I struggled through high school French, and my few weeks attempt at German became laughable. But one thing always intrigued me, was the gendering of objects. This I always found wrong, she is a table he is a door etc. Why didn’t every body just do away with gendering and do as we do and make it inanimate? So after almost 40 years of belief in our superior system, you can imagine my shock at the discovery that we once gendered our furniture.


But as I thought about it a little deeper, we do still gender some items don’t we. For hundreds of people out there their car is female, and many carry names. I grew up with a tree in the garden we affectionately knew as ‘the old man.’  It is if not captivating it is at least thought provoking to ponder the beginnings of words.


It’s a  testament to our language that there is no defining figure to how many words there are. Arguments are in the region of 1.2 million words, why are we using the words we are speaking now.

I love words, I love this amazing English language. The rolling beauty, of a poem. The rising euphoria created by a speech before war. The linguistic skills of a rapper.  Even the basic answer of a child


Sadly my command of the language and its punctuation eludes me. I have tried to tame the ordered world of the comma and full stop. The split infinitive and third person commentary are secret codes that I can not crack. I was once told that my mind races on over the horizon and my thoughts don’t wait for comprehension to catch up. A mind that creates good grammar is likened to a pack of lions hunting; each knows its place and role, where as mine is more like a herd of springbok evading capture.


Thankfully programmes written by those who do understand such things are available for me to use and I can make somewhat understandable sense of my thoughts. This brings me onto the meaning of Names.



This is where our language lets us down. Many of our names have lost their ancestral homes. Do Mr. and Mrs Fletcher still make arrows? Does young David Walker still trudge daily in vats of urine soaked clothes setting the dye?

Mr Baker, Smith, Carpenter, Weaver. All these names are now carried by people who have forgotten the feel of the tools that gave them their name.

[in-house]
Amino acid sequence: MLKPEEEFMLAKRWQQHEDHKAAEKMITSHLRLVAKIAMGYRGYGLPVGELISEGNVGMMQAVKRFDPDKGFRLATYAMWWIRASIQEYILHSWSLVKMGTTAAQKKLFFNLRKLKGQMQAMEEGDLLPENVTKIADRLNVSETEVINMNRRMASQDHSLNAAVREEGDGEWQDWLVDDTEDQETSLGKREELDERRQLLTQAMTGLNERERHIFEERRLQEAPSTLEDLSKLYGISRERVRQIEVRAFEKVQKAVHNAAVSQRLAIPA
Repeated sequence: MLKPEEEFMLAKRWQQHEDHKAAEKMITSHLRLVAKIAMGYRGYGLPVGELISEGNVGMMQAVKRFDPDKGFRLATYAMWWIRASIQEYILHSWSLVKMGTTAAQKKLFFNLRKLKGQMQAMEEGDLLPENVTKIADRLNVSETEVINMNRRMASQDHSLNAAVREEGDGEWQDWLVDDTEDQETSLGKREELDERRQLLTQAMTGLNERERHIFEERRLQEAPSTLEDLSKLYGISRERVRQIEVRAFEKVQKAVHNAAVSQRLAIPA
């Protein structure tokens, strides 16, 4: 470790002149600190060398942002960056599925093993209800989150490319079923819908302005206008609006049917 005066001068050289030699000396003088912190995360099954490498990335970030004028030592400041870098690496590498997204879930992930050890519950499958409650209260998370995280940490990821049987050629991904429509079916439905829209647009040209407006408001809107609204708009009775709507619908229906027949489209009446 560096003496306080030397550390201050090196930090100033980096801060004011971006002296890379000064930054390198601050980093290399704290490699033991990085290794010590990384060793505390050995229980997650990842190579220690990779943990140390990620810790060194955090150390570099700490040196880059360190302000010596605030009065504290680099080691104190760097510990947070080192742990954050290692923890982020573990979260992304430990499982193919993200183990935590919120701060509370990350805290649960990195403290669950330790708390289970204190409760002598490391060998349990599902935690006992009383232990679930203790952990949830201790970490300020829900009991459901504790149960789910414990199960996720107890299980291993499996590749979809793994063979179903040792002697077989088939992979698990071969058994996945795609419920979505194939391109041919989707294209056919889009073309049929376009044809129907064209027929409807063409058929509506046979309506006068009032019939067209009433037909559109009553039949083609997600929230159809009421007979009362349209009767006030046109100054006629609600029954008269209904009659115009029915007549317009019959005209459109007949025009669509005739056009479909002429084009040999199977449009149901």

Then there are our first names, my own is carried by both genders but with different meanings as a male like my self it means ‘supplanter’ for the female ‘conqueror’. I have never asked my parents why they called me ‘Jamie’ it was probably due to it being a derivative of my fathers ‘James’. When we named our own children, my wife and I used names that connected with us in different ways. Our oldest was after a song, my only boy after a character in a book who we admired, the next girl down was another derivative, this time after my wife’s name then the last one because well we were running out of ideas and we liked the sound of it.


But what if our names were to truly reflect our personalities, like they once did? Would our names sound smooth and gentle, caring or protective? Or would they sound harsh, bitter, angry, even jealous?


If someone close to you were to name you to a stranger with one word what would they name you? Would you like to be named for your looks, or your wealth? Would you to prefer them to name you after your personality, or you intellect? Imagine a world where all females looked exactly the same and all men were perfect copies, yet that was the only change. Would your character shine bright enough to stand out? Would your name be; Joy, Kindness, Love, Patience. Or would it be Vapid, bitter, jealous, angry?


So what is your name?

Bite sized Life!

My oldest daughter has a friend over the other day, who mentioned that she did not like reading. I would have been surprised but only a few days before I read that National Literacy Trust released info that 17% of children and teenagers would admit to be embarrassed if found reading.

As an avid reader a husband to an avid reader and thankfully a father to four children who enjoy reading. This study I actually find to be very sad. A little delving and I started to understand her statement. It wasn’t that she didn’t read or that she was embarrassed to read it was just that she found that concentrating long enough and holding the information in her head about different characters was difficult.

Now I am sure that if we threw Shakespeare at any fourteen year old, they would balk at the weight of the book let alone at the words used between the covers. But we do have thousands of children who are now in their mid teens, who have never had to concentrate on anything for longer than thirty minutes.

As very small children we teach them to read by giving them a book with ten maybe fifteen words on a page explaining the whole story. (I am not knocking this it is the best way to learn to read). The problem is everything is now aimed a the most base level of understanding. Television programmes are interrupted four maybe five times an hour for advertising. The story is stopped people can think over the last ten minutes of viewing and digest it then continue on with the next ten minutes. You can watch the first two minutes of the ‘Ten o’clock news’ get the bulletin and then walk out of the room with just enough info to ensure the world isn’t going to end before Saturday.